The human rights issue in China is a political minefield for the U.S., raising political and economic concerns. Washington may waver, but Wakka Wakka, the visual theater company, gets it just right.
And it does it with puppets.
Now at 59E59 Theaters, Made in China, the company's first musical, takes audiences on a roller-coaster ride of sassy commentary. A kooky exchange kick-starts a satire about our massive consumption of Chinese goods and the searing realities behind its production.
It begins with two squabbling neighbors, Mary, a 60-year-old housewife from Ohio, and Eddie, her Chinese neighbor. By various fantastical machinations, beginning with a shopping spree at Target and ending in a wild global adventure, the show makes its political case with humor and inventiveness.
The puppetry is superb, though the randy elements may raise a few eyebrows. Throw in a dragon, eerie figures and singing utensils, and you get a wonderfully creative and touching production.
Written and directed by Gwendolyn Warnock and Kirjan Waage, with a spot-on score by Yan Li, Made in China takes full advantage of the freedom a puppet show affords. The music, by Minensemblet, an eclectic ensemble based in Norway, hits just the right note.
Seven skilled performers, hidden in black clothes and veils, imbue Mary and Eddie with genuine humanity. Made in China is as wacky as it is relevant.
CSC's The Liar also entertains, while underscoring an eternal truth: Clever liars can bewitch us. Indeed, "a good memory is the keystone for a good liar," explains Dorante in the aptly titled work.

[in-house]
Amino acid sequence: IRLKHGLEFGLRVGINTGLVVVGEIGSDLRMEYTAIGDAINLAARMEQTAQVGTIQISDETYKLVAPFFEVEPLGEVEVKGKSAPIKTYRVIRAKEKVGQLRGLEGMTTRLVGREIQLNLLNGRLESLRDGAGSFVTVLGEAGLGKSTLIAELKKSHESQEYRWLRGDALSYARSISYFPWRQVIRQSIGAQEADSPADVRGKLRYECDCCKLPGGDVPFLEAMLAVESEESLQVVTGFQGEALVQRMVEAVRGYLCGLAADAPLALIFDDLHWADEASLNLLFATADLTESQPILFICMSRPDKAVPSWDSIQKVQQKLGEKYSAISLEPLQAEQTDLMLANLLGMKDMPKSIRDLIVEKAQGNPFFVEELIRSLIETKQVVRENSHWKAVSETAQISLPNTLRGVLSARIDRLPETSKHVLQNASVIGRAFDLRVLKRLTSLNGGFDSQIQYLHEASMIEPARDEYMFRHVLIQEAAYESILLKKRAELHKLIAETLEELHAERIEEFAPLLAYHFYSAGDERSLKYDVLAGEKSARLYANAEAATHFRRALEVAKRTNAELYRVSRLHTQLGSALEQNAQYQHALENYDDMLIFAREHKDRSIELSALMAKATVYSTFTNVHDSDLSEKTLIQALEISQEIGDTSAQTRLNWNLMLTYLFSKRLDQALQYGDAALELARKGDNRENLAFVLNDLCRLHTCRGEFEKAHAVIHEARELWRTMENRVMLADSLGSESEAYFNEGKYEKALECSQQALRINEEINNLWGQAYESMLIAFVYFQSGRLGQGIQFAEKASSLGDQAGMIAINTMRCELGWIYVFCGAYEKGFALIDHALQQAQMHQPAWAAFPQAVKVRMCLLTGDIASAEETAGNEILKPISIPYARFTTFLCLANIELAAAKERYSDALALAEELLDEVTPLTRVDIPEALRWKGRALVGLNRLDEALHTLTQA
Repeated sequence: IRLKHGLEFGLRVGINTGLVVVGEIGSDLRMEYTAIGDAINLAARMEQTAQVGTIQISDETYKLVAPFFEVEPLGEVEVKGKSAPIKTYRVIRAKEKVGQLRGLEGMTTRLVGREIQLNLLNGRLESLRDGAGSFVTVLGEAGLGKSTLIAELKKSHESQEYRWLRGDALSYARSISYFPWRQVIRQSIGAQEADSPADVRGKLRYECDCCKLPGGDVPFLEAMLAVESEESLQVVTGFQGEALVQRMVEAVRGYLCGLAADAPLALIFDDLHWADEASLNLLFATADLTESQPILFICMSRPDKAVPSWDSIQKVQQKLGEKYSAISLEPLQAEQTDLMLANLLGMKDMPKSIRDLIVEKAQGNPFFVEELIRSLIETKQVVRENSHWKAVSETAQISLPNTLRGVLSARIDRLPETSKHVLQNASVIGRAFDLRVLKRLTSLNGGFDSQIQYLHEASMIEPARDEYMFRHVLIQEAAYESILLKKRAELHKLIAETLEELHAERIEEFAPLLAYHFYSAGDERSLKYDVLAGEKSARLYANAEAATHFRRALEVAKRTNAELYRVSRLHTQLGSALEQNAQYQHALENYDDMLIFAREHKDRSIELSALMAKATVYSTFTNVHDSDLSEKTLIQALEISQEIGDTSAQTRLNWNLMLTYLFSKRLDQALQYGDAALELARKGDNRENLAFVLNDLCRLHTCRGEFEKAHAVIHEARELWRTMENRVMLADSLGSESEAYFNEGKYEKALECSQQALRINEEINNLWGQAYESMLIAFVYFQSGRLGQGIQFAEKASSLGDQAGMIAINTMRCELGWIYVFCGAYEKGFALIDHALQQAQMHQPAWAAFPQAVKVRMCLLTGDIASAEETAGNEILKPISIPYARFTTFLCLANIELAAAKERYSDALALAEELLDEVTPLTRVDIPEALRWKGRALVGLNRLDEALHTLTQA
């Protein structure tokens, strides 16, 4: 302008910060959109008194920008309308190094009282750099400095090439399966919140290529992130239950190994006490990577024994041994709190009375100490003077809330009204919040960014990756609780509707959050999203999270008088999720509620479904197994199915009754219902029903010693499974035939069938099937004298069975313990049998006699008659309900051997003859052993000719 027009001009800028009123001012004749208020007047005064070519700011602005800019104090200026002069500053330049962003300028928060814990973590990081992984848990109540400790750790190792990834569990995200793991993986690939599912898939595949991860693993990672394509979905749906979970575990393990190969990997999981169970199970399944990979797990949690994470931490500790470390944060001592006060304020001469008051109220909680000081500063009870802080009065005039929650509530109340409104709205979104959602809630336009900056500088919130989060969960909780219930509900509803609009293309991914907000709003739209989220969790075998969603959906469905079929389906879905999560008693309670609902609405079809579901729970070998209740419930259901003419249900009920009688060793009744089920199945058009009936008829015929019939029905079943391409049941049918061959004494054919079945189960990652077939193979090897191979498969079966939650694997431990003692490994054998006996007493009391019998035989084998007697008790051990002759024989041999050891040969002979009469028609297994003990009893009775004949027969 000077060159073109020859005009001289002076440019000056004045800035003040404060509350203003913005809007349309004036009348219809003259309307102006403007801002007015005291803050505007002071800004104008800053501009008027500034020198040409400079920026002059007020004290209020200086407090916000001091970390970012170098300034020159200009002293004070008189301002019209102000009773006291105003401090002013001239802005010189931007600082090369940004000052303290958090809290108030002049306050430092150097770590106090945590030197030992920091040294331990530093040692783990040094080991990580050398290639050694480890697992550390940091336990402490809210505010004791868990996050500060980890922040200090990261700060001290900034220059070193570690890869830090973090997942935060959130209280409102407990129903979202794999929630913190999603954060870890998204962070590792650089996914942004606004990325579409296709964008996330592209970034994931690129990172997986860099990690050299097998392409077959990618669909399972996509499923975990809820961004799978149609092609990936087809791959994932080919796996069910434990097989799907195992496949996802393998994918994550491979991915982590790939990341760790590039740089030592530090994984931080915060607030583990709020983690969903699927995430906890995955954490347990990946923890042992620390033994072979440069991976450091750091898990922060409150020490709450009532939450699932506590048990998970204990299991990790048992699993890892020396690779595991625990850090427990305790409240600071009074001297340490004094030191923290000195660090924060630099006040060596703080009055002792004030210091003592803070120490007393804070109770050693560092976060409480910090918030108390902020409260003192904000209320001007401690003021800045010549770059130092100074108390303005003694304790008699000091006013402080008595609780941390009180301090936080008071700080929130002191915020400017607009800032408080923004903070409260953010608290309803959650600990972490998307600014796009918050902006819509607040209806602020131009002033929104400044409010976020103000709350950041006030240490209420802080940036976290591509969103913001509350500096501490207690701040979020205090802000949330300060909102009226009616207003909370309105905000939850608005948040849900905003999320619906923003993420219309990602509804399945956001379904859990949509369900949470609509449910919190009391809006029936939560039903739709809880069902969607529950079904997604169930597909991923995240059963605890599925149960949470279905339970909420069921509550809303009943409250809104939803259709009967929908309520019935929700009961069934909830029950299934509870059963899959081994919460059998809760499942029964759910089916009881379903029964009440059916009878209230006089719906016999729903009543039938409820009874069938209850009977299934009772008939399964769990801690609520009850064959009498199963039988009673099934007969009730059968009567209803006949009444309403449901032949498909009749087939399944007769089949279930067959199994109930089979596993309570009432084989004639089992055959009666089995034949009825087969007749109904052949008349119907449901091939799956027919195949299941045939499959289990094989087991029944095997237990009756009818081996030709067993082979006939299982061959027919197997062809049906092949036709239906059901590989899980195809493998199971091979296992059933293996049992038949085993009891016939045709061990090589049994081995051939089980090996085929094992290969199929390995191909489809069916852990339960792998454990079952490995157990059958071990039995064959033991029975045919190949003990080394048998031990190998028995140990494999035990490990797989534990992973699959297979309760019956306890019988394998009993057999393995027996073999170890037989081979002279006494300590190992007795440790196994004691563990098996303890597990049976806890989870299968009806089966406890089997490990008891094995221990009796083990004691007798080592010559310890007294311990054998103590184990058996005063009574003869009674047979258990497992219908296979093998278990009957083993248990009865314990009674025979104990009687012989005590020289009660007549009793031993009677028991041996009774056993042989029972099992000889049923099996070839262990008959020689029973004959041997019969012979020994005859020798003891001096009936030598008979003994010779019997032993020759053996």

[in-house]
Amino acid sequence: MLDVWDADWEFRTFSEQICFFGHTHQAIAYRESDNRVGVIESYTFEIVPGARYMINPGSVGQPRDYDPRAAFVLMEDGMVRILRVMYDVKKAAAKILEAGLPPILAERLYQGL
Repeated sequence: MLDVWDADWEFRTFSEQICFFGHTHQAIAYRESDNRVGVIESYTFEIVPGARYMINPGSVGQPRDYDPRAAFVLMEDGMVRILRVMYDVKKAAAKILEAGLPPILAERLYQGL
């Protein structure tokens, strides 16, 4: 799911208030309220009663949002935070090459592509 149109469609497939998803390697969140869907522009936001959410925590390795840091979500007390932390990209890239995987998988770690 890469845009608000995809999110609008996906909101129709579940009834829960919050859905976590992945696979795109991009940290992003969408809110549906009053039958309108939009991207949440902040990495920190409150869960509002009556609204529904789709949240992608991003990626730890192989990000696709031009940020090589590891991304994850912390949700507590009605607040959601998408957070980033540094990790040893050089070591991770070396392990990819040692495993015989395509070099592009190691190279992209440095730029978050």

David Ives has again spun his magic to adapt-- or what he calls a "translaptation" -- of Pierre Corneille's 17th-century play, delivered in rhyming verse.
The charming rake Dorante (Christian Conn) cannot tell the truth, while his manservant Cliton (Carson Elrod) cannot tell a lie -- and we wait for the sparks to fly.
Dorante comes to Paris bent on romance; en route he manages to lie to everyone he meets, from two well-born women, Clarice (Ismenia Mendes) and her less-courted friend Lucrece (Amelia Pedlow), to his duped father (Adam LeFevre) and a highly volatile friend, Alcippe (Tony Roach).
Both he and Alcippe are courting, but given the endless lies, dubious identities and a general tendency to conflate reality, Dorante manages to upend everyone's expectations, which makes The Liar such a delightful experience.
Staged at an electric pace by director Michael Kahn, the comedy and its social commentary are smart. "An unimagined life is not worth living," struts Dorante.
There is much clever word play, expertly rendered by an excellent cast, but in the age of Trump, the expansive lies, however funny, take on a sobering tone.
Still, like CSC's earlier rendition of Ives' The Heir Apparent, the joy is watching the disparate story elements come together into a humorous and satisfying whole.
Photo credit: Made in China/Heidi Bohnenkamp, The Liar/Richard Termine